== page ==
Learning from My Mistake
Because I ride horses competitively, I spend many hours taking lessons. Just like my patients, I'm trying to learn and master motor skills. Sometimes I get it right, sometimes not. This morning it hit me how similar my learning experiences are to those of my patients. I heard myself saying exactly the same thing to a frustrated patient that frustrates me when I hear it. He was doing no better at the time than I was.
Despite the fact I'm riding a large, moving animal with a mind of its own, I have the advantage over my patients. My neuro, visual and somatosensory systems are intact. Errors on my part are usually due to misunderstanding the instructions whereas even if my patients understand perfectly, they may not be able to do what I want. Either way, we both end up frustrated and no further along.
The same things that annoy me probably annoy them. I don't like being talked to as if I'm stupid. Nor do I appreciate exaggerated demonstration and pointing out obvious mistakes. I know I was wrong. The thing that annoys me most is telling me two or three different methods and acting surprised when I'm confused about what was really wanted.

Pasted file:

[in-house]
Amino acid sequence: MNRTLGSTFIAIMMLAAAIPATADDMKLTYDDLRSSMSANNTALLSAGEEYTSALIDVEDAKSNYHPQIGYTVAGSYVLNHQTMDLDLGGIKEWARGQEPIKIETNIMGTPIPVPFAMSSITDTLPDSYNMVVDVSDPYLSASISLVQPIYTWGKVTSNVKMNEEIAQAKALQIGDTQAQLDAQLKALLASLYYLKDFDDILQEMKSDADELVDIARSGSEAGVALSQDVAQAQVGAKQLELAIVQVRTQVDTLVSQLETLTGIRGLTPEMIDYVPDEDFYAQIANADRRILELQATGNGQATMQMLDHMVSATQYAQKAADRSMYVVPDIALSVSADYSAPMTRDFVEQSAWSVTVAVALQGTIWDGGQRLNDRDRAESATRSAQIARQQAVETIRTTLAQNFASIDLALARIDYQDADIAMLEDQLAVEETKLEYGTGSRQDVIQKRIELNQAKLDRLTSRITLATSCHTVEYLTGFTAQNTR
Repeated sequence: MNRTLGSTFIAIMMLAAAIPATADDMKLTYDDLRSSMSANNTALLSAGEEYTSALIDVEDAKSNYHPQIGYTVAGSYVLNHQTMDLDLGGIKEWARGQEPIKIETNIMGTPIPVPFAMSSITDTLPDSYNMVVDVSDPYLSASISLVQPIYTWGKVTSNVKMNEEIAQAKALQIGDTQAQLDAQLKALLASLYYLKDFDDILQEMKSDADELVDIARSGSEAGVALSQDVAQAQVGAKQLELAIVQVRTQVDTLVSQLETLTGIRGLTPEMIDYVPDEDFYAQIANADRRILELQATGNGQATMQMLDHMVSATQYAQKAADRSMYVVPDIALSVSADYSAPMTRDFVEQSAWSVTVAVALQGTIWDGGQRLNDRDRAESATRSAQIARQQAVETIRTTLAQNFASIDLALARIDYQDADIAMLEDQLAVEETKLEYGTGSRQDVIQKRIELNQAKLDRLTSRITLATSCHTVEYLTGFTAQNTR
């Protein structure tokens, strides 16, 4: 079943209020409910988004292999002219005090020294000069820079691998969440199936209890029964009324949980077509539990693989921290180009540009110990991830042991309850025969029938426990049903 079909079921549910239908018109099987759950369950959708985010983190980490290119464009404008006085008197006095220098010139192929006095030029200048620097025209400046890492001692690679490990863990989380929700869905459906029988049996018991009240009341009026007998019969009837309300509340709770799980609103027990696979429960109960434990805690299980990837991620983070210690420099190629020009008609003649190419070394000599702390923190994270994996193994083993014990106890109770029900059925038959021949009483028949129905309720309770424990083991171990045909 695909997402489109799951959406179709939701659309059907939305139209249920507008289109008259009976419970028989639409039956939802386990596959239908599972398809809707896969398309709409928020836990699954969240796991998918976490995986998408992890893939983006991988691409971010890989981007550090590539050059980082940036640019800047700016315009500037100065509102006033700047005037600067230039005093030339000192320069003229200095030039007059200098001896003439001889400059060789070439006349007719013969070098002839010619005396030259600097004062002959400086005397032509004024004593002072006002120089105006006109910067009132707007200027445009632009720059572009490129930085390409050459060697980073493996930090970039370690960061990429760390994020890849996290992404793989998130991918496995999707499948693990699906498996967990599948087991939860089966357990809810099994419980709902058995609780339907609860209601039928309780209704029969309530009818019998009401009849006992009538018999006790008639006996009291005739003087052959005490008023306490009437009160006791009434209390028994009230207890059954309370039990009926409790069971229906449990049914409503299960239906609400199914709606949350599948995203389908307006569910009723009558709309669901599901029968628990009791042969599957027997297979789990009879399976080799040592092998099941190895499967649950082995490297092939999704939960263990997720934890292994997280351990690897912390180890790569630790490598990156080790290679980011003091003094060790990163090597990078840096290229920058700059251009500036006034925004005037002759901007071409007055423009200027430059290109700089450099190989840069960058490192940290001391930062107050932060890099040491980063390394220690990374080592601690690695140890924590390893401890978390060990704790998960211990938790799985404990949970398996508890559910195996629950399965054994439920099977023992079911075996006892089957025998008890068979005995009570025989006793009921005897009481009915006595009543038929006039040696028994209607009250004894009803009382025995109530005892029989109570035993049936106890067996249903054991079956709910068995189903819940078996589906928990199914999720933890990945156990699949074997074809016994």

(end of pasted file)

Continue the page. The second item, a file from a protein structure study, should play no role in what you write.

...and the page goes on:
Yes, I'm sad to admit I did all but one of those this morning with my patient. If I don't learn anything like that, I shouldn't expect it of my patients. Now I'm wondering how many times I wasted a session because I wasn't paying attention. Frustration means try something else, not a new explanation. After I realized what I was doing, I shut up and let him try to figure it out for himself. He did a little bit better.
I'm going to work on remembering the problem might not be lack of understanding of the task. The problem might be lack of skill to complete it.